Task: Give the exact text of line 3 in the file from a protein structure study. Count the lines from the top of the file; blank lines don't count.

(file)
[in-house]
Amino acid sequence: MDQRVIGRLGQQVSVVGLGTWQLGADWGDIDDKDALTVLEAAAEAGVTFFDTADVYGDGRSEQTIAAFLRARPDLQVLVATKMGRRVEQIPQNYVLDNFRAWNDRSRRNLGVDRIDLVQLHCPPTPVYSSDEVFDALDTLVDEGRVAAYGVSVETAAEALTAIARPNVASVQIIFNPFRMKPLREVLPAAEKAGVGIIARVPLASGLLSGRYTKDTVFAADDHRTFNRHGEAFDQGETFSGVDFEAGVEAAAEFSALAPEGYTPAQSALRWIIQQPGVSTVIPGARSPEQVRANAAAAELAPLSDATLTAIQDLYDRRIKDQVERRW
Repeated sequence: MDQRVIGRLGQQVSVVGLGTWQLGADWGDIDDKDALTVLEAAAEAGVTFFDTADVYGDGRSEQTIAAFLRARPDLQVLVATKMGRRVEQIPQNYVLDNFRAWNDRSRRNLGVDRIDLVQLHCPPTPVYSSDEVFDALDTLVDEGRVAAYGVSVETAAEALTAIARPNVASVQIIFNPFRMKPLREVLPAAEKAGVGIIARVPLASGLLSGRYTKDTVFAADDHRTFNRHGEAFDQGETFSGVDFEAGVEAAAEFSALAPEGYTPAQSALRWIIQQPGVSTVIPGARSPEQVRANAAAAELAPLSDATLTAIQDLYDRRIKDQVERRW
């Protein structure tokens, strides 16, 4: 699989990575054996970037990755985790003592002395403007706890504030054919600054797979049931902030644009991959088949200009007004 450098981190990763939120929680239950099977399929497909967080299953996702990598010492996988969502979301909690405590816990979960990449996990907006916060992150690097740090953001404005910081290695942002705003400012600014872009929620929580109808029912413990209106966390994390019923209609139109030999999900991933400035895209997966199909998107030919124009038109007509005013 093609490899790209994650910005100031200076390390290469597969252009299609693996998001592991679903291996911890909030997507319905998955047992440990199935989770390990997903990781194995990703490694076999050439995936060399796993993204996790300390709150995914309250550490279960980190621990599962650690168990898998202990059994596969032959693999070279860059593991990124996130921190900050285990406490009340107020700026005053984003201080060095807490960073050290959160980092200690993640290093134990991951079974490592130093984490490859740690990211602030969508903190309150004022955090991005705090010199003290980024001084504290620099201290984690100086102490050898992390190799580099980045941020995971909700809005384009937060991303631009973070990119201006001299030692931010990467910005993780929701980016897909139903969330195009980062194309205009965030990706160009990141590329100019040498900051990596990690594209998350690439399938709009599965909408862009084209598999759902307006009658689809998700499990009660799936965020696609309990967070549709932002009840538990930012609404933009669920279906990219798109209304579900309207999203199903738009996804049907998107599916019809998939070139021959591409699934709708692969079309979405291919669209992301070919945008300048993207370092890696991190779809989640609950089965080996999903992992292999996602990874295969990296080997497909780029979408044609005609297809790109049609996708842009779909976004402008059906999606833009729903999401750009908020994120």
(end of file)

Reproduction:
Repeated sequence: MDQRVIGRLGQQVSVVGLGTWQLGADWGDIDDKDALTVLEAAAEAGVTFFDTADVYGDGRSEQTIAAFLRARPDLQVLVATKMGRRVEQIPQNYVLDNFRAWNDRSRRNLGVDRIDLVQLHCPPTPVYSSDEVFDALDTLVDEGRVAAYGVSVETAAEALTAIARPNVASVQIIFNPFRMKPLREVLPAAEKAGVGIIARVPLASGLLSGRYTKDTVFAADDHRTFNRHGEAFDQGETFSGVDFEAGVEAAAEFSALAPEGYTPAQSALRWIIQQPGVSTVIPGARSPEQVRANAAAAELAPLSDATLTAIQDLYDRRIKDQVERRW